Chewing More Alters Metabolism, Helps People Lose Weight

Chewing More Alters Metabolism, Helps People Lose Weight

 By Christine Hsu

Enjoying your meals may be the key to losing weight.

Japanese researchers from the Tokyo Institute of Technology looked at previous studies to see if there were links between chewing food and energy expenditure from food digestion, absorption and storage.

While the benefits of savoring meals by eating foods slowly and chewing thoroughly have been talked about for quite some time, researchers Yuka Hamada Hideaki Kashima and Naoyuki Hayashi said that the latest study is the first quantitative study to examine the link between chewing physiological parameters subsequent to a meal such as circulation and energy expenditure.

"If chewing alters digestion-induced thermogenesis, its importance should be incorporated into weight management strategies," researchers wrote in the study.

Chewing More Alters Metabolism, Helps People Lose Weight

The latest study, conducted by researchers at Kyushu University and Tokyo Institute of Technology, involved 21 healthy normal weight participants. Half were given 100kcal solid food and the other half was given 300 kcal of solid food.

Participants underwent two experiments. In one experiment they were asked to swallow the food as rapidly as possible and in the other to chew as many times as possible.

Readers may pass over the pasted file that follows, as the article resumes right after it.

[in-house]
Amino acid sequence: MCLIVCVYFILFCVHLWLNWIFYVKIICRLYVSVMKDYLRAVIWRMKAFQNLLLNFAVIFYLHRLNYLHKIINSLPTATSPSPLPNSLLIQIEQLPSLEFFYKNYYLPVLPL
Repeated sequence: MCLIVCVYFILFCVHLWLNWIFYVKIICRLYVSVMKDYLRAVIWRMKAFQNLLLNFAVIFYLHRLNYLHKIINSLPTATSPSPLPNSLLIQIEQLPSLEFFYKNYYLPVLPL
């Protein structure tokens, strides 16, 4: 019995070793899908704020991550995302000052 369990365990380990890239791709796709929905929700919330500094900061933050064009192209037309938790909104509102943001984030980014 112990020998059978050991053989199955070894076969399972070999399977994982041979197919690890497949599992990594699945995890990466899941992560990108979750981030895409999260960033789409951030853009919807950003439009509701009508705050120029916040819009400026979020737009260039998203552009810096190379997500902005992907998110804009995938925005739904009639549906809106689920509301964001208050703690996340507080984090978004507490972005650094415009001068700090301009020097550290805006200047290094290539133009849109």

The findings revealed that the energy expenditure from digestion, absorption and storage of food, which is also called "diet-induced thermogenesis," correlated with the number of chews. The study revealed that slower eating and more chews resulted in more energy expenditure.

Chewing More Alters Metabolism, Helps People Lose Weight

Researchers noted that past studies found that increased orosensory stimulation boosts energy expenditure. They believe that the findings may have something to do with the effects of food consumption on diet-induced thermogenesis.

"These findings suggest a partial link between obesity trends and chewing," researchers concluded.
The study titled "The number of chews and meal duration affect diet-induced thermogenesis and splanchnic circulation," was published in the journal Obesity.



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